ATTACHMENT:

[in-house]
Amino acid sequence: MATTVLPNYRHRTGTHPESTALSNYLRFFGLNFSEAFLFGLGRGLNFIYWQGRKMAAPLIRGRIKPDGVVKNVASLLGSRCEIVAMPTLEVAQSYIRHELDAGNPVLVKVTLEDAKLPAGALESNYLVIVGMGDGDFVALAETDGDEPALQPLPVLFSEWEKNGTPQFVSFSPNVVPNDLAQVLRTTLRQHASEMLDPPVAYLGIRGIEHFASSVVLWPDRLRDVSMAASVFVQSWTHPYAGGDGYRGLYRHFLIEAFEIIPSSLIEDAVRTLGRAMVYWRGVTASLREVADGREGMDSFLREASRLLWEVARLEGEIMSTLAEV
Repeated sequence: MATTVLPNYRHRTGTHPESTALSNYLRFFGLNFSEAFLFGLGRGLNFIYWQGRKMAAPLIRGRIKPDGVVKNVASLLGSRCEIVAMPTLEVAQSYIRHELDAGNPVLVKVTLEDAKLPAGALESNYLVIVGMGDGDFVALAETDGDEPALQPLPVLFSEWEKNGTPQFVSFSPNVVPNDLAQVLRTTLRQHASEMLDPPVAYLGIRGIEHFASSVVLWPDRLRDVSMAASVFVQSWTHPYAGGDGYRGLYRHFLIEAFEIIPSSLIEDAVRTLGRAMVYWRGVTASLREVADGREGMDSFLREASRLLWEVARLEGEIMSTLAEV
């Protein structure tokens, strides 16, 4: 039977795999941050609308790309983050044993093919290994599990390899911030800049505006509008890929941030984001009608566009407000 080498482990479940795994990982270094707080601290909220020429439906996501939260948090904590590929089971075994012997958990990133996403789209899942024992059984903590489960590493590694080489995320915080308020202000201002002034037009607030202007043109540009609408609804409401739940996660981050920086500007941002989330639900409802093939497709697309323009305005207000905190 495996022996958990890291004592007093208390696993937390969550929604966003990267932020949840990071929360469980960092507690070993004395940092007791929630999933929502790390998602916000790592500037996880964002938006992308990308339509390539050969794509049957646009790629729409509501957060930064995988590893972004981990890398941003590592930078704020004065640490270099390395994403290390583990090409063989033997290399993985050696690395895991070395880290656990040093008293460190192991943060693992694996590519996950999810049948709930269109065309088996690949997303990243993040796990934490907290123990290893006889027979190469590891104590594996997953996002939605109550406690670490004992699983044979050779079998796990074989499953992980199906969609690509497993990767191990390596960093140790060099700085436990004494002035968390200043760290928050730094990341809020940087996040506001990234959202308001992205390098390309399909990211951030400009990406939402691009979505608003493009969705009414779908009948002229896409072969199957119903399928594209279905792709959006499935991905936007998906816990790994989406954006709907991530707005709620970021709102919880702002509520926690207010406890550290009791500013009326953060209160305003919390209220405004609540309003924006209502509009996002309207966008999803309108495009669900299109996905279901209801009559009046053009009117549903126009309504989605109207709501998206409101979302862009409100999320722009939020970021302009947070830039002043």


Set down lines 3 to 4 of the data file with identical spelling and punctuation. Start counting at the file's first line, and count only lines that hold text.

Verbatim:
Repeated sequence: MATTVLPNYRHRTGTHPESTALSNYLRFFGLNFSEAFLFGLGRGLNFIYWQGRKMAAPLIRGRIKPDGVVKNVASLLGSRCEIVAMPTLEVAQSYIRHELDAGNPVLVKVTLEDAKLPAGALESNYLVIVGMGDGDFVALAETDGDEPALQPLPVLFSEWEKNGTPQFVSFSPNVVPNDLAQVLRTTLRQHASEMLDPPVAYLGIRGIEHFASSVVLWPDRLRDVSMAASVFVQSWTHPYAGGDGYRGLYRHFLIEAFEIIPSSLIEDAVRTLGRAMVYWRGVTASLREVADGREGMDSFLREASRLLWEVARLEGEIMSTLAEV
């Protein structure tokens, strides 16, 4: 039977795999941050609308790309983050044993093919290994599990390899911030800049505006509008890929941030984001009608566009407000 080498482990479940795994990982270094707080601290909220020429439906996501939260948090904590590929089971075994012997958990990133996403789209899942024992059984903590489960590493590694080489995320915080308020202000201002002034037009607030202007043109540009609408609804409401739940996660981050920086500007941002989330639900409802093939497709697309323009305005207000905190 495996022996958990890291004592007093208390696993937390969550929604966003990267932020949840990071929360469980960092507690070993004395940092007791929630999933929502790390998602916000790592500037996880964002938006992308990308339509390539050969794509049957646009790629729409509501957060930064995988590893972004981990890398941003590592930078704020004065640490270099390395994403290390583990090409063989033997290399993985050696690395895991070395880290656990040093008293460190192991943060693992694996590519996950999810049948709930269109065309088996690949997303990243993040796990934490907290123990290893006889027979190469590891104590594996997953996002939605109550406690670490004992699983044979050779079998796990074989499953992980199906969609690509497993990767191990390596960093140790060099700085436990004494002035968390200043760290928050730094990341809020940087996040506001990234959202308001992205390098390309399909990211951030400009990406939402691009979505608003493009969705009414779908009948002229896409072969199957119903399928594209279905792709959006499935991905936007998906816990790994989406954006709907991530707005709620970021709102919880702002509520926690207010406890550290009791500013009326953060209160305003919390209220405004609540309003924006209502509009996002309207966008999803309108495009669900299109996905279901209801009559009046053009009117549903126009309504989605109207709501998206409101979302862009409100999320722009939020970021302009947070830039002043």